Whichever newspaper you open, the talk everywhere is of cryptocurrency. Much of the media focus has been on the most famous digital currency, bitcoin, particularly the fact that its price has risen exponentially, today exceeding 10,000 US dollars. We have all read that we can buy a cup of coffee with it in the USA or book a holiday on Expedia. What is this currency trend and should you be getting involved somehow?
You could be forgiven for asking what exactly cryptocurrency is. It has crept up on us so fast that many people are just catching up with it. Essentially, it is a digital currency designed to be secure, and in some cases, it is even designed to be anonymous. It relies on blockchain technology and actually has its roots in the cryptography that many of us associate with the codes and secure communication developed in World War II. To understand this blockchain technology , you have to visualise a ledger that everyone can see. This ledger essentially lists all the transactions that are happening in the cryptocurrency system. But it is not a physical, paper ledger. Instead it is run through computer code on thousands of networked computers around the world. Together, these computers are confirming who owns what amount of a cryptocurrency, for example Bitcoin.
The code is designed to release new currency, ie Bitcoins, on a schedule. To get them, a cryptographic puzzle must be solved. ‘Mining’ of the currency takes place by computers trying repeatedly to solve the puzzle until they succeed. The computer that ‘wins’ then publishes its solution to all the other computers on the network and receives the coin. Anyone can become a ‘miner’ by downloading the software.
There is no question that cryptocurrency is becoming increasingly common and that there is a market for it. We are even seeing Initial Coin Offerings (ICOs, the digital take on an IPO).
What is the average person to make of all this? Should we all be rushing to get in on the act? Or is this all some bizarre pyramid scheme? Will the emperor turn out to have no clothes? The advantages of cryptocurrencies is that they are secure payments. You can’t fake a transaction or reverse it. Fees are generally low. They are decentralised and essentially available to everyone, with none of the hoops to jump through that a traditional bank would demand to allow an account to be opened. As we have just seen today, markets tend to take off, meaning the value of just a small investment could increase overnight.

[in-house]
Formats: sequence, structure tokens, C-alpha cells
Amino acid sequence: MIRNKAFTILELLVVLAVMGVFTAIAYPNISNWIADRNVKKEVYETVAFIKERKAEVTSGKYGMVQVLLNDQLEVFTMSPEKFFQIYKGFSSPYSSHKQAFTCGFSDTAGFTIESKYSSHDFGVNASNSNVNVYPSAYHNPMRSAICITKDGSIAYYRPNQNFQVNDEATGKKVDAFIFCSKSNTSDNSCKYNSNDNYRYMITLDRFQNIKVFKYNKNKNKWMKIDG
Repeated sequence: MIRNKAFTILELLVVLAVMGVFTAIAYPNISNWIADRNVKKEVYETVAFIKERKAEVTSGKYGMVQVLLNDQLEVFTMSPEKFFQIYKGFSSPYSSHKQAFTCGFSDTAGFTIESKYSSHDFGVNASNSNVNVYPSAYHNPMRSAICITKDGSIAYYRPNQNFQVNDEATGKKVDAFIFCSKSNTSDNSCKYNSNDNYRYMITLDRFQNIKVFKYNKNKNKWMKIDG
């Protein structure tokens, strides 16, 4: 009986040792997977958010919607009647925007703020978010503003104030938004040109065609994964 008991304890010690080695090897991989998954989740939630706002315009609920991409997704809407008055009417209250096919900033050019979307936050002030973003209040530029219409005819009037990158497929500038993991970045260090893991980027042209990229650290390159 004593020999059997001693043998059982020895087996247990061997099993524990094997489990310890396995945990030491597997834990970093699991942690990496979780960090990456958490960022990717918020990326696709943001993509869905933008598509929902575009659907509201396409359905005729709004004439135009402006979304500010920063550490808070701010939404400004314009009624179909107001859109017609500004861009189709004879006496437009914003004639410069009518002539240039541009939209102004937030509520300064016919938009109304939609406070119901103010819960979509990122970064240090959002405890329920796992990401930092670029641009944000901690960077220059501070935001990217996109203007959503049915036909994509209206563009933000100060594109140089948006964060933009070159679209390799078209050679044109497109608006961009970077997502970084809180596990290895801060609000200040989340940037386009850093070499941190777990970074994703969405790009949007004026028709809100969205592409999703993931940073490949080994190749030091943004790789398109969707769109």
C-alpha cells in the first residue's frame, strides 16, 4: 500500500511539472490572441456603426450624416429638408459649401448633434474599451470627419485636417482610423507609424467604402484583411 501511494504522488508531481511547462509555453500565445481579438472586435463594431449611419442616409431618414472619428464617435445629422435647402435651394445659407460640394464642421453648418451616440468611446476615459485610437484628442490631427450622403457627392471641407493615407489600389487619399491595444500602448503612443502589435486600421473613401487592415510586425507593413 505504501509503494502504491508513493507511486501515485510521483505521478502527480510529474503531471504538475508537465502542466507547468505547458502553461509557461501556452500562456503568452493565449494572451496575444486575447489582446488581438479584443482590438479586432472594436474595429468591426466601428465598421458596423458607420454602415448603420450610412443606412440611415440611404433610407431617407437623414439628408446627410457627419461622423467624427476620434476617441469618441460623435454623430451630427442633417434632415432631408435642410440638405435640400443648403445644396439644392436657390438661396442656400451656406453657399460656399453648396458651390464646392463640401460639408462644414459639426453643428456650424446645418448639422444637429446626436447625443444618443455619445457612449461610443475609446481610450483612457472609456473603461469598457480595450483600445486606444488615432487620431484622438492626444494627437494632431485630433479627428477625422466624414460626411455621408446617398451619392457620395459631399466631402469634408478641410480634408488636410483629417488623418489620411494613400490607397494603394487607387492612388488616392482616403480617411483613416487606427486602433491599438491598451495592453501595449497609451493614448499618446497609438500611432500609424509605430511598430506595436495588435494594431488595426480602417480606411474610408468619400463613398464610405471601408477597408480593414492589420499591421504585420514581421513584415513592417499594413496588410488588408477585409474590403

But isn’t this all a bit volatile? Should we be nervous of a bubble that could burst? The soaring price of bitcoin is certainly jangling some nerves. The currency has grown by a staggering 850% since January this year, breaking through the $10,000 barrier. IG Group, the world’s largest online trading platform told the Financial Times that it is suspending trading on some of its bitcoin derivatives yesterday as they felt the huge demand left them facing a high security risk. Plus500, another online marketplace, have raised the fees they charge in dollars to hold an open position in bitcoin. There is definitely a nervousness around the volume and risks of trading cryptocurrency. Another concern is that it isn’t physically based anywhere and so is not subject to reassuring regulation.
What does it mean if the bubble does in fact burst? David Shrier, academic and CEO of Distilled Analytics, told CNBC that he does accept there is feverish speculation going on with cryptocurrencies but that he believes this in itself is not a bad thing: “There is enough utility and utilisation of bitcoin that it will retain some kind of value, even if the price settles down a bit. Amazon didn’t go to $0 when the dotcom bubble burst, but other frothy stocks with no reality behind them did. Similarly, bitcoin won’t go to zero, but I do believe a number of these other cryptocurrencies will fail,” said Mr Shrier.
It will be fascinating to watch. There are many who believe that bitcoin has a lot further to rise. The man who successfully predicted that bitcoin could hit the $10,000 mark, fund manager Michael Novogratz, has over 20 percent of his net worth in cryptocurrencies and he told CNBC that he sees the possibility of it reaching $40,000 by the end of next year. That seems hard to resist.